Oh, how marvelous is hell!
No one in hell prattles on about death.
Hell is lodged somewhere deep in the earth
and all its flowers sizzle....
In hell no one is clever.
In hell no one sleeps and everyone thirsts
and nobody sits still or catches their breath.
In hell no one talks, everyone wails.
Tears there aren’t tears, and sorrow has no teeth.
In hell no one is tired and no one ails.
In hell nothing changes but goes on forever.
— a version after Edith Södergran’s “Helvetet”
I You We They
I you we they
When I say I I am we
When I you she he it
And when they it is we
We who have come to this worn out ugly
Each guilty without blame
This country a child
In our arms lame.
— a version after Félix Morisseau-Leroy’s “Mwen Menm Ou Menm”
Edith Södergran helped usher modernism into Swedish literature via her romantic, and counter-romantic, feminist, free verse poems, the poems themselves sometimes celebrating modernity. Nietszche is a “Strange father” (“At Nietzsche’s Grave”), and Södergran exhorts us in “The Trains of the Future” to “Tear down all the triumphal arches…Make room for our fantastic train!” Södergran, born in St. Petersburg in 1892, grew up in Finland/ Russia. Fluent in five languages, she published five collections while living, and one posthumous volume. Södergran died of tuberculosis in 1923 at the age of 31 in Raivola, Finland (now Russia) after spending several years, off and on, in sanatoriums trying to restore her health.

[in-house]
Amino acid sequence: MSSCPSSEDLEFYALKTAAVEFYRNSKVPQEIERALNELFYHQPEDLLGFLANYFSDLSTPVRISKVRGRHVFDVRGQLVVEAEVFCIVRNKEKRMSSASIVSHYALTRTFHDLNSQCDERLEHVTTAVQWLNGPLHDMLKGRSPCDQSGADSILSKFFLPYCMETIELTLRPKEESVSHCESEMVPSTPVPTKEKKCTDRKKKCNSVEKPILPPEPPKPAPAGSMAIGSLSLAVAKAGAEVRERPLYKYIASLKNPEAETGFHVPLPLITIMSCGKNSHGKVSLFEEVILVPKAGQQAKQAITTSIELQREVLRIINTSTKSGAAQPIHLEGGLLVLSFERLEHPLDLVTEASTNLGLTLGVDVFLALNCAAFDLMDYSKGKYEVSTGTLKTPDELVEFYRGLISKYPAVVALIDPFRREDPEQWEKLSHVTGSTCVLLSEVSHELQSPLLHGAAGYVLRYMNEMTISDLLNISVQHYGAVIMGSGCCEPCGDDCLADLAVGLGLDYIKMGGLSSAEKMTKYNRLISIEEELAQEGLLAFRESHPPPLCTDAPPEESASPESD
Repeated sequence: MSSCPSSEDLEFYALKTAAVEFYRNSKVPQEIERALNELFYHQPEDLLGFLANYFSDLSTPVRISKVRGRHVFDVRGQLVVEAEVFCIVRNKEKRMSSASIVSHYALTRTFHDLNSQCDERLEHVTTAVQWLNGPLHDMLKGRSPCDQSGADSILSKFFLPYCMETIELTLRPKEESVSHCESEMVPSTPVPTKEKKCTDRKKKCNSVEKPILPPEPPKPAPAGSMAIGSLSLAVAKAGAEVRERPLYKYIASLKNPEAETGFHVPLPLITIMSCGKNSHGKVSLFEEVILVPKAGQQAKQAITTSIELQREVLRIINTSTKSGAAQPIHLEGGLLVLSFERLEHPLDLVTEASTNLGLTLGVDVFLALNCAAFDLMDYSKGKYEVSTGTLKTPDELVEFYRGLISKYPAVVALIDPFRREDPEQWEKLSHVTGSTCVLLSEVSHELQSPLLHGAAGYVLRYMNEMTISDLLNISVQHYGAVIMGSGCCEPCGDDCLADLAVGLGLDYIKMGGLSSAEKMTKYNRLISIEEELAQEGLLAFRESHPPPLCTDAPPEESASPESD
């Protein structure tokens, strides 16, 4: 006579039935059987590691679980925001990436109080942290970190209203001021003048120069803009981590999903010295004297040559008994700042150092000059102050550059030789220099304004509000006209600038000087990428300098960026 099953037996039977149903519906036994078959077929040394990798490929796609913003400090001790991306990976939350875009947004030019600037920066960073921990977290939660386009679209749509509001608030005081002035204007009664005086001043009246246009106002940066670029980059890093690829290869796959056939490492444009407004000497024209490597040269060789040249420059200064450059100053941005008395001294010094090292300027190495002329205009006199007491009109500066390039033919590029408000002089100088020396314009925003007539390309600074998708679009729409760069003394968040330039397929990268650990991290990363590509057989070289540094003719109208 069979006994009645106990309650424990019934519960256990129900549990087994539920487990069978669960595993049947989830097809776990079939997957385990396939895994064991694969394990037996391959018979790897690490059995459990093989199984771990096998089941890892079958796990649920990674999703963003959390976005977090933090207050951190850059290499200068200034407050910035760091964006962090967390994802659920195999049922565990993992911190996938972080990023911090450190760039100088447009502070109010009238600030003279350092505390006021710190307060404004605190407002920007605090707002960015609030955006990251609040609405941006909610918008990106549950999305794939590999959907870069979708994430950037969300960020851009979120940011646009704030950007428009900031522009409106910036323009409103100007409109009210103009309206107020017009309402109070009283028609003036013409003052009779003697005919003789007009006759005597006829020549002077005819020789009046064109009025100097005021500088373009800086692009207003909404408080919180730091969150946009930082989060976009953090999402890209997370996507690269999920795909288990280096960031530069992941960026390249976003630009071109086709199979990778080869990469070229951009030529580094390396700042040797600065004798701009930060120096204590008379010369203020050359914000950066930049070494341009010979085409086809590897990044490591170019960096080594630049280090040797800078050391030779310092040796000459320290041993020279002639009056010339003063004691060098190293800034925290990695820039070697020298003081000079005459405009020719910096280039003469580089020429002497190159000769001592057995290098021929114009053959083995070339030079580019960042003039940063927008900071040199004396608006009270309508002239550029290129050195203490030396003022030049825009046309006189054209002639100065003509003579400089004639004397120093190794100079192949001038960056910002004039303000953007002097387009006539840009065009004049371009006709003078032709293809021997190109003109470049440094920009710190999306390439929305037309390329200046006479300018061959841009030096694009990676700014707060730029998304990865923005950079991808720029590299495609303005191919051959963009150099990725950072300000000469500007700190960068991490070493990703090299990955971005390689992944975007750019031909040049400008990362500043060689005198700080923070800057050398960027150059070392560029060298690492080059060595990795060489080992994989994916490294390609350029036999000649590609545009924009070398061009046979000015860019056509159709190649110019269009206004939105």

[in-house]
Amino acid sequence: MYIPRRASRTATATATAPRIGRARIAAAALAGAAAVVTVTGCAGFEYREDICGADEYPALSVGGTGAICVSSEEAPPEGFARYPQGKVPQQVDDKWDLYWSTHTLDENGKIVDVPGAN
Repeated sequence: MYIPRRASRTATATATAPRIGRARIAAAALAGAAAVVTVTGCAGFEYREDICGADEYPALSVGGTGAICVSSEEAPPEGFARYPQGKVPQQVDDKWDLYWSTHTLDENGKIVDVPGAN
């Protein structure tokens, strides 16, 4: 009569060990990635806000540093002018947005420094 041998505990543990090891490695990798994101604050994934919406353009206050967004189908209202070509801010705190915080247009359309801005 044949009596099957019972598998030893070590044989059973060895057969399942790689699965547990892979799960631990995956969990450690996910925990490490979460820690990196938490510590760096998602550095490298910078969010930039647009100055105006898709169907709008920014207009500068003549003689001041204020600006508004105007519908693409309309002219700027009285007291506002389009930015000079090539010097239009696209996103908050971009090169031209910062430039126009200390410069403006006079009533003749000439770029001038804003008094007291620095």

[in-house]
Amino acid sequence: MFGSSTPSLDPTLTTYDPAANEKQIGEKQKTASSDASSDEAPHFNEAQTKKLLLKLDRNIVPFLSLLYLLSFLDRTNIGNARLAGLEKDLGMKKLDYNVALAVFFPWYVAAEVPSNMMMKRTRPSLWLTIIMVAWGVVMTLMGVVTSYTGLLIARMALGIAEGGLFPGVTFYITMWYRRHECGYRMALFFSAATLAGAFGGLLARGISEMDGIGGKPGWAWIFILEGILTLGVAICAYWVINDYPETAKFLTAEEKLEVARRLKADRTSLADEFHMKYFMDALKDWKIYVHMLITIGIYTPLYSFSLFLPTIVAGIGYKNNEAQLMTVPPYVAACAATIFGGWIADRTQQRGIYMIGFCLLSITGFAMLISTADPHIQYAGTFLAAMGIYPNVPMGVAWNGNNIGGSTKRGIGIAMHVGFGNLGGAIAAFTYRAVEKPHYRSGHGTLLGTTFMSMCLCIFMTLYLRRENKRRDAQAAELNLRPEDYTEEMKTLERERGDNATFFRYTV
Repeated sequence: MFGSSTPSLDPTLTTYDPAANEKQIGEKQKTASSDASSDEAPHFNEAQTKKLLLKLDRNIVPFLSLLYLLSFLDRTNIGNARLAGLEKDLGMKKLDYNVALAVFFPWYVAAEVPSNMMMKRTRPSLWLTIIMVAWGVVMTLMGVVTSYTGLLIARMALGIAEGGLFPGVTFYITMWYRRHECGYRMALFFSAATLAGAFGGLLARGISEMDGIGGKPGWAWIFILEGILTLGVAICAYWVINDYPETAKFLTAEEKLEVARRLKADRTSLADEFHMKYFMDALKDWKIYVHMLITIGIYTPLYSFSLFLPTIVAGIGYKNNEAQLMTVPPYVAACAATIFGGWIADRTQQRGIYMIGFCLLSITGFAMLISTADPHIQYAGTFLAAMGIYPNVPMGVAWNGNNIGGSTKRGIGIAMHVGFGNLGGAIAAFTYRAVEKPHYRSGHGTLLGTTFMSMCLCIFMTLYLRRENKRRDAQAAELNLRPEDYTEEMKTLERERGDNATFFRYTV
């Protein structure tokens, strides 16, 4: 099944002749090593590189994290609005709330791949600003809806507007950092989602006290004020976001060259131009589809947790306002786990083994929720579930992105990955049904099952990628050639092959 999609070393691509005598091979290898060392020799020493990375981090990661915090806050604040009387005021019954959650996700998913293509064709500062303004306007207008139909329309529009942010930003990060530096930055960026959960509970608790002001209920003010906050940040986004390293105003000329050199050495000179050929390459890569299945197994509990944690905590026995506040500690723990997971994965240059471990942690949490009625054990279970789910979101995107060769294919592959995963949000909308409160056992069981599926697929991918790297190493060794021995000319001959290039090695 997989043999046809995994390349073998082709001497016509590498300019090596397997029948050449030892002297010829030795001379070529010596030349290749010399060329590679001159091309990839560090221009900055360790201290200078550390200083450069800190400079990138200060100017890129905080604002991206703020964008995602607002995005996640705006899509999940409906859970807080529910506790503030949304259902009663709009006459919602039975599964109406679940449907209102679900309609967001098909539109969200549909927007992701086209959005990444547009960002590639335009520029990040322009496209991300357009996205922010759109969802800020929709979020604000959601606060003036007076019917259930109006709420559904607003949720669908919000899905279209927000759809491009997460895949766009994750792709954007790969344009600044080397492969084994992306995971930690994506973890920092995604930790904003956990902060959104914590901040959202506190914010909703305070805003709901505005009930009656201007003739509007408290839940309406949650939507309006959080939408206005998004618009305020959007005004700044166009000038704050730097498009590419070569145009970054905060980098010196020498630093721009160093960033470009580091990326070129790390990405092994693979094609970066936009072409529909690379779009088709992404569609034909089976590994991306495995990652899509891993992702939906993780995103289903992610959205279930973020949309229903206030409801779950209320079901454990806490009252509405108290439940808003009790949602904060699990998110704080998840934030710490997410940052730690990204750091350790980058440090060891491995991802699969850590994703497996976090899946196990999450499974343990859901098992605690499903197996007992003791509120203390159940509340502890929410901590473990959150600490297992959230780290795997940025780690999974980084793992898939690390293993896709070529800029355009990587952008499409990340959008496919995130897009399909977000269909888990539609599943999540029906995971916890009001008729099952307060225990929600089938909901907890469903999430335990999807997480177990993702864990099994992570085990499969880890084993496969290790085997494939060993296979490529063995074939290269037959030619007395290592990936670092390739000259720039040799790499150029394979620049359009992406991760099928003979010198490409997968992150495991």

Like Dante’s adoption of Florentine Italian over refined Latin, Félix Morisseau-Leroy in much of his work chose his Hatian Creole over the French of Haiti’s colonizer. And like the exiled Dante, the self-exiled Morisseau-Leroy (a step ahead of Papa Doc’s goons) died far from his home, in his case at the age of 86 in 1998 in Miami’s Little Haiti where he had settled 18 years before. In the intervening years “Moriso” lived in Senegal and in Ghana where he directed the National theatre. Morisseau-Leroy’s lifetime of poetry, plays, and novels champion the people and history of Haiti and also criticize the United States for its efforts to bankrupt his native land.
Steve Kronen‘s recent and forthcoming work is in Image, Plume, upstreet, Guesthouse, Terrain, and the Hampden-Sydney Poetry Review. His collections are Homage to Mistress Oppenheimer (Eyewear), Splendor (BOA), and Empirical Evidence (U of Georgia). The poems here are from a new manuscript, A House Among Other Houses – 53 Versions from Sappho to Claribel Alegría. His website is www.stevekronen.com.